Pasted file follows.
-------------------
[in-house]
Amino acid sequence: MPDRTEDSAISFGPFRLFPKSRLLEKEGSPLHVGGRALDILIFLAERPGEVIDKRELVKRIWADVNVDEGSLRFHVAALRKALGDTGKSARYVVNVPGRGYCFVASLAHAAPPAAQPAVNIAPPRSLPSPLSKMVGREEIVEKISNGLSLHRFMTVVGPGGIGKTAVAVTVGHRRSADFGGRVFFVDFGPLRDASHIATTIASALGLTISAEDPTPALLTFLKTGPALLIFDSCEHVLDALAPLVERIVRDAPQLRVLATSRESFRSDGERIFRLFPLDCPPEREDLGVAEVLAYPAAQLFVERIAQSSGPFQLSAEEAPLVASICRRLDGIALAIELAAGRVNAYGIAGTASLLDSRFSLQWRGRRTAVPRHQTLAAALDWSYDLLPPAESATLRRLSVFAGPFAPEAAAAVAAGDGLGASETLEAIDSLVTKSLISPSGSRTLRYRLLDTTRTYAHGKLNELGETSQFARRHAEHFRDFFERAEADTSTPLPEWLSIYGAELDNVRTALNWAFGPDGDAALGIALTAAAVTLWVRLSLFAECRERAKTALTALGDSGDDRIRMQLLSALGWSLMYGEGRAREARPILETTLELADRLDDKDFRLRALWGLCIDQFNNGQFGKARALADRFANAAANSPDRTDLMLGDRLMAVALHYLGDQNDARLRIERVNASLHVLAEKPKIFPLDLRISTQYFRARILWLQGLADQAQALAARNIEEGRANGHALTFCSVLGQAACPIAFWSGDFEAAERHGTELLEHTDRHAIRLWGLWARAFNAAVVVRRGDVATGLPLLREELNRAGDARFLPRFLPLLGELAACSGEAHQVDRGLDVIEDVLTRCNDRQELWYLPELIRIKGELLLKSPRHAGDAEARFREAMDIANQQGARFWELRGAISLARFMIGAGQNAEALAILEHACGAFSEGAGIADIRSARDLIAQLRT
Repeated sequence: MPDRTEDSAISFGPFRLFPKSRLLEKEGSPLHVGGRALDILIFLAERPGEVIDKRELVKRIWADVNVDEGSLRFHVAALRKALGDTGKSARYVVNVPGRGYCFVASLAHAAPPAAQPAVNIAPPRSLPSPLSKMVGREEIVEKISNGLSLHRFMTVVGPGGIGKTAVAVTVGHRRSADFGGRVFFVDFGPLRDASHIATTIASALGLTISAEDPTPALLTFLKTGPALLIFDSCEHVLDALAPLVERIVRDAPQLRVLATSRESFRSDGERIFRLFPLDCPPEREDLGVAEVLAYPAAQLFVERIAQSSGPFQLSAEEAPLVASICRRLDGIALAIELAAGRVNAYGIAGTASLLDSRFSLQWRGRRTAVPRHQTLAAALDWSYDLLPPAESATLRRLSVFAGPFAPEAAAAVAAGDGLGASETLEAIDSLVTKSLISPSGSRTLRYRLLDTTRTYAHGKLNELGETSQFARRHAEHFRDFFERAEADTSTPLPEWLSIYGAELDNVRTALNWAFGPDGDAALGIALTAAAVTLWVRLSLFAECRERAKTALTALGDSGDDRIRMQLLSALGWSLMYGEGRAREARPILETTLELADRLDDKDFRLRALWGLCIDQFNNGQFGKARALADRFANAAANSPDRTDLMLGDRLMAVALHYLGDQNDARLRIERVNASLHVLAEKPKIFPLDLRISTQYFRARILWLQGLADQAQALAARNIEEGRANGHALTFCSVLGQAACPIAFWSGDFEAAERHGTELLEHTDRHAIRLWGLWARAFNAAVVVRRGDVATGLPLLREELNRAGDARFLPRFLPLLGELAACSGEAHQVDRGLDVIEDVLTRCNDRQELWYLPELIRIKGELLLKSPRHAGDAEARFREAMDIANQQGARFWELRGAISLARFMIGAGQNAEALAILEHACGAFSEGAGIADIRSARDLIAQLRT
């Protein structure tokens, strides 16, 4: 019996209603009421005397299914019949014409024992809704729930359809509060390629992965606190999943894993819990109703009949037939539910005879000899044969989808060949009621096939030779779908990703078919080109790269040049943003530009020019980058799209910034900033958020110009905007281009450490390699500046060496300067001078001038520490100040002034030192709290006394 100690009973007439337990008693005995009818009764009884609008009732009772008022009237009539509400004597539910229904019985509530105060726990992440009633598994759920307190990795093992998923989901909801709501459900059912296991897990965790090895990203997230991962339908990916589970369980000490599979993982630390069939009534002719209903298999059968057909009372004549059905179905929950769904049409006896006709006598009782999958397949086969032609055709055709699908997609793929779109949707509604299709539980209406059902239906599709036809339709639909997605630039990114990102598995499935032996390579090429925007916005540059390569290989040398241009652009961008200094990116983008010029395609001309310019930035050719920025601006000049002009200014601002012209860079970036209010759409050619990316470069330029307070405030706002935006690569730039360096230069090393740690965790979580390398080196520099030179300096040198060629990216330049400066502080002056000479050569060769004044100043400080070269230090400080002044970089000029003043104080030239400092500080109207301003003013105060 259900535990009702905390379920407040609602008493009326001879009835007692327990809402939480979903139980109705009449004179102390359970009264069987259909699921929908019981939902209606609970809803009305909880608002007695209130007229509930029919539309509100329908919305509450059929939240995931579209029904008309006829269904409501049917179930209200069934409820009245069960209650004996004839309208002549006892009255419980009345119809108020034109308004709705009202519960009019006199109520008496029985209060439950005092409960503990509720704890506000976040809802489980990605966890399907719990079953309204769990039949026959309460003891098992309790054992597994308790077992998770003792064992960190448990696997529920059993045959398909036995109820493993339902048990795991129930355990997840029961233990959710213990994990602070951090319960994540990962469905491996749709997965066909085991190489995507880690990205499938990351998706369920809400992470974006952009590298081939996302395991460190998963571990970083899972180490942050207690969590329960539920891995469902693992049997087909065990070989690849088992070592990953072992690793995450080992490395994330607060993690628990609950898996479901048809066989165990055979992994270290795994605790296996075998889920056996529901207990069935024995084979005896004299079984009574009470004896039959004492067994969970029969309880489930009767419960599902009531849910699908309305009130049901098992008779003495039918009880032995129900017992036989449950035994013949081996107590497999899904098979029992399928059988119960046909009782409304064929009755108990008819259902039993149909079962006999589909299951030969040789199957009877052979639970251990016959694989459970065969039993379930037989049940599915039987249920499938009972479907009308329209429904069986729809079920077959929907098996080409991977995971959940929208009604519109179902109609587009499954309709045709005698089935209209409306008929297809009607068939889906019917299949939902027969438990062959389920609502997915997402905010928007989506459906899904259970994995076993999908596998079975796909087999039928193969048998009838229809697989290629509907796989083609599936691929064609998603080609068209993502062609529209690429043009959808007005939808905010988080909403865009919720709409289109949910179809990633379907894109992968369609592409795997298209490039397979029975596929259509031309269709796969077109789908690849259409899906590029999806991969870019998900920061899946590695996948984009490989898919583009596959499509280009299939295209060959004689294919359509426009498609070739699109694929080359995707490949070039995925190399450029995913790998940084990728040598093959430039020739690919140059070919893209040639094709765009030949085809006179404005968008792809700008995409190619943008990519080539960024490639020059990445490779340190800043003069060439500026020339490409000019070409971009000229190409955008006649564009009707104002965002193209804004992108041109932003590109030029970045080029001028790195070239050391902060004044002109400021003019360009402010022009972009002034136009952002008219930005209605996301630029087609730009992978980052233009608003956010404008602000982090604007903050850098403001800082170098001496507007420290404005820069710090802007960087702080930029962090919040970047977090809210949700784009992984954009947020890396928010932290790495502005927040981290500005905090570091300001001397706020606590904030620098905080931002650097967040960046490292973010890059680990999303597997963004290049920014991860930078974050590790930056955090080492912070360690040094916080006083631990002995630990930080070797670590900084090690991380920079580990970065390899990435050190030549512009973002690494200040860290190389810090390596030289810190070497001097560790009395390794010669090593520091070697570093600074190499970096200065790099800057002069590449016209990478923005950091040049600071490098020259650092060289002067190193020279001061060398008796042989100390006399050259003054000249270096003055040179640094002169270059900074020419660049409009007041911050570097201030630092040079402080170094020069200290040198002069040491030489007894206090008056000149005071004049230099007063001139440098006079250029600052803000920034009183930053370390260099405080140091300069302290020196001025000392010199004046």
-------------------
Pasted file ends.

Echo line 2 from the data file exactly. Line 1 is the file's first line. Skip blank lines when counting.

Amino acid sequence: MPDRTEDSAISFGPFRLFPKSRLLEKEGSPLHVGGRALDILIFLAERPGEVIDKRELVKRIWADVNVDEGSLRFHVAALRKALGDTGKSARYVVNVPGRGYCFVASLAHAAPPAAQPAVNIAPPRSLPSPLSKMVGREEIVEKISNGLSLHRFMTVVGPGGIGKTAVAVTVGHRRSADFGGRVFFVDFGPLRDASHIATTIASALGLTISAEDPTPALLTFLKTGPALLIFDSCEHVLDALAPLVERIVRDAPQLRVLATSRESFRSDGERIFRLFPLDCPPEREDLGVAEVLAYPAAQLFVERIAQSSGPFQLSAEEAPLVASICRRLDGIALAIELAAGRVNAYGIAGTASLLDSRFSLQWRGRRTAVPRHQTLAAALDWSYDLLPPAESATLRRLSVFAGPFAPEAAAAVAAGDGLGASETLEAIDSLVTKSLISPSGSRTLRYRLLDTTRTYAHGKLNELGETSQFARRHAEHFRDFFERAEADTSTPLPEWLSIYGAELDNVRTALNWAFGPDGDAALGIALTAAAVTLWVRLSLFAECRERAKTALTALGDSGDDRIRMQLLSALGWSLMYGEGRAREARPILETTLELADRLDDKDFRLRALWGLCIDQFNNGQFGKARALADRFANAAANSPDRTDLMLGDRLMAVALHYLGDQNDARLRIERVNASLHVLAEKPKIFPLDLRISTQYFRARILWLQGLADQAQALAARNIEEGRANGHALTFCSVLGQAACPIAFWSGDFEAAERHGTELLEHTDRHAIRLWGLWARAFNAAVVVRRGDVATGLPLLREELNRAGDARFLPRFLPLLGELAACSGEAHQVDRGLDVIEDVLTRCNDRQELWYLPELIRIKGELLLKSPRHAGDAEARFREAMDIANQQGARFWELRGAISLARFMIGAGQNAEALAILEHACGAFSEGAGIADIRSARDLIAQLRT